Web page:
These are not just technical problems, there will be a big issue in managing the business - in understanding the new threats of the cloud, reducing potential impact surface, governance issues, training and the maturity of the IT industry.
The citizen’s perspective
How much should we expect individuals to do for themselves in the security area? Perhaps an ethical consideration is that the industry should do more to help people understand the implications of their actions and help them do things more securely. Many individuals already use the cloud without even knowing it and many not only don’t know the risks, but don’t have the intuition to assess the potential for risk.
As there are economic models at work too, are people educated enough? Given that the cloud will be one big system it does make a difference how each individual behaves. A possible approach would be a greater interface between enterprises and individuals to help manage both their needs from the cloud.
These threats cannot be mitigated without a more thorough definition of the cloud.
What about government?
Andy Smith showed how we have been using cloud ideas for many years, pointing out that he had his BT email address 12 years ago, but with no idea or interest in where it was hosted. BT was an organisation he could trust.
But things change. BT joined with Yahoo, and they took over hosting the address, something that was impossible to avoid as the Terms and Conditions changed. So this data could just as easily now be in the US, outside of the Data Protection legislation of the UK.
A company may not want this - but UK government definitely couldn’t operate with this uncertainty.
Government is currently working on a cloud application: G-Cloud. The prevailing view is that, philosophically, the cloud is a great idea. For example, a government department could ask for 4,000 new email addresses for a particular domain and let the provider get on with it. The cost savings could be huge.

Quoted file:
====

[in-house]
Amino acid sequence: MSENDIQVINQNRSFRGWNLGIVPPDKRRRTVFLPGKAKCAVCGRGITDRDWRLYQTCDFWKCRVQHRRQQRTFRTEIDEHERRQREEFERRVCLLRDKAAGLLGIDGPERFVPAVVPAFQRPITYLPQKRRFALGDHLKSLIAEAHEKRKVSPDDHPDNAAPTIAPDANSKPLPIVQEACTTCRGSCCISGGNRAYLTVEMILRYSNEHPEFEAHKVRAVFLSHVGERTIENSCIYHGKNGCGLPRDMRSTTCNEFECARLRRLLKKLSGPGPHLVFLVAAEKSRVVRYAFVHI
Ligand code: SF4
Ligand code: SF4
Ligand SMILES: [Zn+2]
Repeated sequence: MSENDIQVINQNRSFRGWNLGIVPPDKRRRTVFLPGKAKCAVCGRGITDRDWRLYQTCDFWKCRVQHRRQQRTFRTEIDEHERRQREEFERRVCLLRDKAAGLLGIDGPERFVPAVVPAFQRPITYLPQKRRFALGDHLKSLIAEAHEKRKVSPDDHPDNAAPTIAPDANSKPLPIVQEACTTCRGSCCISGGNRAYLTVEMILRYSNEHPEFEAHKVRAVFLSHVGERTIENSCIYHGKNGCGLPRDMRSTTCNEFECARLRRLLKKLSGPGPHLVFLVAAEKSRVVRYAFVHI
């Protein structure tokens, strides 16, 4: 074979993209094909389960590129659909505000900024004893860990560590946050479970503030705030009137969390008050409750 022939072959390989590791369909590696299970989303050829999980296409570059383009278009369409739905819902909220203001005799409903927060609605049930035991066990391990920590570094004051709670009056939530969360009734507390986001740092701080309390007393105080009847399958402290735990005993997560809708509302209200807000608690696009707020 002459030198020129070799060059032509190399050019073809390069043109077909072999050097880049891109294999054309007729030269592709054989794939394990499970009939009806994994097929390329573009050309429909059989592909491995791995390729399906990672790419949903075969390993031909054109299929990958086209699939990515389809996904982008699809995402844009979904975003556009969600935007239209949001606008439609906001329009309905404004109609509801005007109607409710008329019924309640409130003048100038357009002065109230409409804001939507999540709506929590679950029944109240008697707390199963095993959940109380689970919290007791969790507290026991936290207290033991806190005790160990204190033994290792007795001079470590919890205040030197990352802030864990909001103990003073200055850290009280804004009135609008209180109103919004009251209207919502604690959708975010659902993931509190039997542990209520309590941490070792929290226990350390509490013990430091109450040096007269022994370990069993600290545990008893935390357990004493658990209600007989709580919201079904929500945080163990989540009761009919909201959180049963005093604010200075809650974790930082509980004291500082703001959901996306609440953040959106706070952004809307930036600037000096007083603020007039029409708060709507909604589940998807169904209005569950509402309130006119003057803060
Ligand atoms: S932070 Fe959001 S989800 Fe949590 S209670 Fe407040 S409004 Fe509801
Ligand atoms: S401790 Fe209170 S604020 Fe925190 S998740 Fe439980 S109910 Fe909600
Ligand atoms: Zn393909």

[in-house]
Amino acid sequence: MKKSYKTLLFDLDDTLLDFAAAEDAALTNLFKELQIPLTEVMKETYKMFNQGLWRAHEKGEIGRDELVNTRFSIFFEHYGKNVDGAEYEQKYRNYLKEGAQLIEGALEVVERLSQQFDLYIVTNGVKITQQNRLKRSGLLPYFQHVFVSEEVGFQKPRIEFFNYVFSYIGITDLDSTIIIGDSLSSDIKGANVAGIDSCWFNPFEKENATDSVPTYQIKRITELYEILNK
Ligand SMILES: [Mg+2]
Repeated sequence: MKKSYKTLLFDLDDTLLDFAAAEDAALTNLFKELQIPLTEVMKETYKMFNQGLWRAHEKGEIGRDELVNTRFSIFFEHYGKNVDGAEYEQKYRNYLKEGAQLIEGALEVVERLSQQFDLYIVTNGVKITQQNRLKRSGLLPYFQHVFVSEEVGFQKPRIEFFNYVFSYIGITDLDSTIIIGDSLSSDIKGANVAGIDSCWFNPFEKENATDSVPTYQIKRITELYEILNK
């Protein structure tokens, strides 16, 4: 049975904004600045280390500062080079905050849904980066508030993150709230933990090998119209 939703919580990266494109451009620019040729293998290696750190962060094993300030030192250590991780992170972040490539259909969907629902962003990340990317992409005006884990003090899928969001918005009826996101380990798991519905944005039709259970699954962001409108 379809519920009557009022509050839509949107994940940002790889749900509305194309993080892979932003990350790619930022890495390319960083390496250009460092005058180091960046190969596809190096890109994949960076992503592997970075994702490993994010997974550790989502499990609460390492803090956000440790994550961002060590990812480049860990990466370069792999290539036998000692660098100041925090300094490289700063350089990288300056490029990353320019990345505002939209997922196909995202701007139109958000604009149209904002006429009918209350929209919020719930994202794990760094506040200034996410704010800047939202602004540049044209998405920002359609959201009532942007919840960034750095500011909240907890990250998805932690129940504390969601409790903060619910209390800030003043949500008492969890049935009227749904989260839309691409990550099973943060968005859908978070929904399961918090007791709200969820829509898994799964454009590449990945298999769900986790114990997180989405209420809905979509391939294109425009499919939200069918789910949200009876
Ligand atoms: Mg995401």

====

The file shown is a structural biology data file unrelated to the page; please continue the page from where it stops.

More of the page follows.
But what is the liability model? A government department needs to show due diligence. A customer wants to know the protection mechanism for their data. A customer would want the assurance that anyone misusing their data could be traced and prosecuted. And of course the government department would then need a guarantee of the quality of its evidence. How can an evidential quality audit be undertaken in a cloud context?
In government personal information is covered by the Data Protection Act and the Official Secrets Act - there are stronger controls than the norm this data. Is this even possible in the cloud environment? It could lead to the requirement for three types of cloud: a confidential cloud, a restricted cloud and a secret cloud. Are these three clouds, or one? What are the connections between them and how can they be managed?
An additional problem would be who a cloud provider subsequently contracts to. If a provider outsources to places outside the UK or EU then data could be outside an organisation’s control. If something went wrong the UK provider may be able to be sued, but the front page news would still be damaging.
You can outsource responsibility, but not liability.
The similarities between the security of an outsourcing arrangement and a cloud arrangement were highlighted several times in this debate, which at first glance would seem to be a help in addressing cloud security issues.
However some differences were noted. In a cloud scenario the relationship between client and supplier is more distant than in the outsourcing field. And the granularity of relationships is different. In a cloud environment SMEs could get great benefit, even getting relatively minor services via a cloud, but outsourcing is often a much larger scale endeavour.
This may require the development of different levels of security from a cloud provider.